Yes, it's legal. Yes, everyone - including pilots - is held to the same standard of professionalism. And there are no real consequences for anyone (usually). The simple fact is that we're all human beings and humor, slang and jokes are all part of how we communicate and even handle stress.
Legally, the FAA doesn't regulate radio communication, the FCC does. Of course, the FAA has aviation regulations and guidelines that apply, but they're very general (as they should be). Using standard phraseology is strongly encouraged at all times for clearer, quicker communication. The ATC orders 2-4-14 say:
Use the words or phrases in radiotelephone and interphone
communication as contained in the P/CG or, within areas where
Controller Pilot Data Link Communications (CPDLC) is in use, the
phraseology contained in the applicable CPDLC message set.
In other words, stick to standard phrasing. But there's nothing in there about avoiding humor or jokes.
As for different controllers, they all follow the same standards for radio use no matter where or on which frequency they're working. In my experience, the quieter the frequency the more likely it is that someone - controller or pilot - will joke or even have a brief conversation. I was once taxiing a C172 to the far end of a 12,000ft runway - which takes some time - and the tower controller asked me a few short questions about my accent, where I was from etc. But I was the only aircraft on his frequency at the time and I'm sure he wouldn't have done it if it would have impacted operations or safety in any way.
Which brings me to your final point. In normal circumstances, no one cares about this stuff at all because a) it has no significant impact on anything, and b) it makes life a little more interesting for everyone. It's practically impossible to fly cross-country for more than half an hour without hearing someone make a joke, chat with someone else (briefly), or even complain about something. And again, in normal circumstances that's completely fine: no one expects pilots and ATC to act like robots with a limited vocabulary.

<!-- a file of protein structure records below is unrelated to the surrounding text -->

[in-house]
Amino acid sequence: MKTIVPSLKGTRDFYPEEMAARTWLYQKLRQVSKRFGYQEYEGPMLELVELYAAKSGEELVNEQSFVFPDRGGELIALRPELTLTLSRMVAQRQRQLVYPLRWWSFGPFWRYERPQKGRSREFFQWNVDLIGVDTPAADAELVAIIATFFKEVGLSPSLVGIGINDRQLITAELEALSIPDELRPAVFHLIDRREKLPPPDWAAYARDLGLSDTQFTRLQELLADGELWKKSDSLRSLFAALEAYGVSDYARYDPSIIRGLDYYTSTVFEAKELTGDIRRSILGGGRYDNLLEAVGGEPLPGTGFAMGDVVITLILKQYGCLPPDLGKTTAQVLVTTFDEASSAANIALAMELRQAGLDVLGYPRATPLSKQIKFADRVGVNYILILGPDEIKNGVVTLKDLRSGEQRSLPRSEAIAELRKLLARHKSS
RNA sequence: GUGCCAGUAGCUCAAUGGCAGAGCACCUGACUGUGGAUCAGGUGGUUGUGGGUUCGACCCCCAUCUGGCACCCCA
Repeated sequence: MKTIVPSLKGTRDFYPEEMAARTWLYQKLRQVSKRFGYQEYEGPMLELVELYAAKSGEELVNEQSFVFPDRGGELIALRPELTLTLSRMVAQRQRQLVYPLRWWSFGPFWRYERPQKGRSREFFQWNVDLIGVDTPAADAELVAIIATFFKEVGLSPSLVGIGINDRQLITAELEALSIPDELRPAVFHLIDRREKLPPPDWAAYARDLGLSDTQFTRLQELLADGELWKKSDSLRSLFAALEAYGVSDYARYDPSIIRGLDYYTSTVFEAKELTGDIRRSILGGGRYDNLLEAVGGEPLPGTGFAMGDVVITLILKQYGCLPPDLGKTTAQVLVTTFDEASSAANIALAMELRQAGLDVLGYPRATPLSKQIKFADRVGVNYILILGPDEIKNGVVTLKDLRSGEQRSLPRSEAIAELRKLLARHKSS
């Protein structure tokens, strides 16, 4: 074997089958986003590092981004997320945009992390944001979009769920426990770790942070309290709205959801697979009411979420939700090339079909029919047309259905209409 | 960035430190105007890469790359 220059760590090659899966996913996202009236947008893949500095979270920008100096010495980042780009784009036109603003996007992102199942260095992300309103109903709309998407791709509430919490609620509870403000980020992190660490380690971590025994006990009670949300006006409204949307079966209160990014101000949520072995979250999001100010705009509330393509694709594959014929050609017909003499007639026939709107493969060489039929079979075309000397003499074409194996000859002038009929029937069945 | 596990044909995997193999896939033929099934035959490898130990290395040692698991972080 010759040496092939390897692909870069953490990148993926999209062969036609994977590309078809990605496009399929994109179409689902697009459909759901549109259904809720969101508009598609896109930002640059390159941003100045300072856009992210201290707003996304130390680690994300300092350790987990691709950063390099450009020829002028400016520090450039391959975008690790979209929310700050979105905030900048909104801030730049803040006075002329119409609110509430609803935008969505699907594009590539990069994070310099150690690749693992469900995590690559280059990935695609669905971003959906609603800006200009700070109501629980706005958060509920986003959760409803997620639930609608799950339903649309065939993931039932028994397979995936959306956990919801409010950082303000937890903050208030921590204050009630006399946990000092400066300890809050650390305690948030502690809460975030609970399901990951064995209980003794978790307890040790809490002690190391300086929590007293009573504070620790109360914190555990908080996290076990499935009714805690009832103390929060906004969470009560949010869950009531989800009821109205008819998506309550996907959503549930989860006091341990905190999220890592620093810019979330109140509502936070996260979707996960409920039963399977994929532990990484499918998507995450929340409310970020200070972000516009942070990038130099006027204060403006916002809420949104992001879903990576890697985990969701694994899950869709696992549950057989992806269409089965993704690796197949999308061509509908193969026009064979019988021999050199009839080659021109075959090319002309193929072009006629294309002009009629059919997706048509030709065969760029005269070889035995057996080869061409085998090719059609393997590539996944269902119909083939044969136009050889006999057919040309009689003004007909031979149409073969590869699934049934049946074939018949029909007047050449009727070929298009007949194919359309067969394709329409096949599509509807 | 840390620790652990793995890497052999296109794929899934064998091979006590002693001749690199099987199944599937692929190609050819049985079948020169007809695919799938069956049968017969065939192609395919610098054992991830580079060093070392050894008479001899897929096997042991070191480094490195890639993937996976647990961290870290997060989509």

But, if a joke or non-standard phraseology causes offence or a misunderstanding or - in the worst case - an incident of some kind then the FAA or NTSB could be interested. This column from NASA's ASRS team has some examples of reports of problems causes by non-standard phraseology, including this one:
"I called for clearance to St. Louis as follows: 'Clearance delivery,
company ident, ATIS info, federal aid to St. Louis.' Federal aid was
meant to mean FAA clearance in a joking fashion. The Controller
misinterpreted this to mean that we were being hijacked and called the
FBI and airport police...I used no 'standard' phraseology to indicate
nor was it my intent to indicate we had a hijacking...I will use
absolutely standard phraseology in the future..." (# 248982)
And this incident got quite a lot of attention, even outside the aviation press. I don't think it makes sense to say that it's 'more serious' for ATC to make jokes than pilots because every incident is different anyway.
All in all, joking on the radio is like joking in any professional context: if it doesn't disrupt your work or other people's work, if you're not insulting people or wasting their time, and if you're not saying anything stupid or dangerous then no one really minds.